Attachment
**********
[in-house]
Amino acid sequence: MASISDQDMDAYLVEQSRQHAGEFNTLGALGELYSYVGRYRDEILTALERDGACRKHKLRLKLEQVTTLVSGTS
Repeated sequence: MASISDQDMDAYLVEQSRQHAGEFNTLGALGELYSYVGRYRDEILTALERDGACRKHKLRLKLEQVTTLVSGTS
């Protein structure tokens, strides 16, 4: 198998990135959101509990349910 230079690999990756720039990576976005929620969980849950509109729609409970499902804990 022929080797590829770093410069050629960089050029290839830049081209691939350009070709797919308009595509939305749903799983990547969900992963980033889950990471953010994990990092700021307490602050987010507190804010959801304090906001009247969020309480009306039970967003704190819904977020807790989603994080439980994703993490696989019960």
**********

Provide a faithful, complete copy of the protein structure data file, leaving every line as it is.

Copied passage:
[in-house]
Amino acid sequence: MASISDQDMDAYLVEQSRQHAGEFNTLGALGELYSYVGRYRDEILTALERDGACRKHKLRLKLEQVTTLVSGTS
Repeated sequence: MASISDQDMDAYLVEQSRQHAGEFNTLGALGELYSYVGRYRDEILTALERDGACRKHKLRLKLEQVTTLVSGTS
């Protein structure tokens, strides 16, 4: 198998990135959101509990349910 230079690999990756720039990576976005929620969980849950509109729609409970499902804990 022929080797590829770093410069050629960089050029290839830049081209691939350009070709797919308009595509939305749903799983990547969900992963980033889950990471953010994990990092700021307490602050987010507190804010959801304090906001009247969020309480009306039970967003704190819904977020807790989603994080439980994703993490696989019960």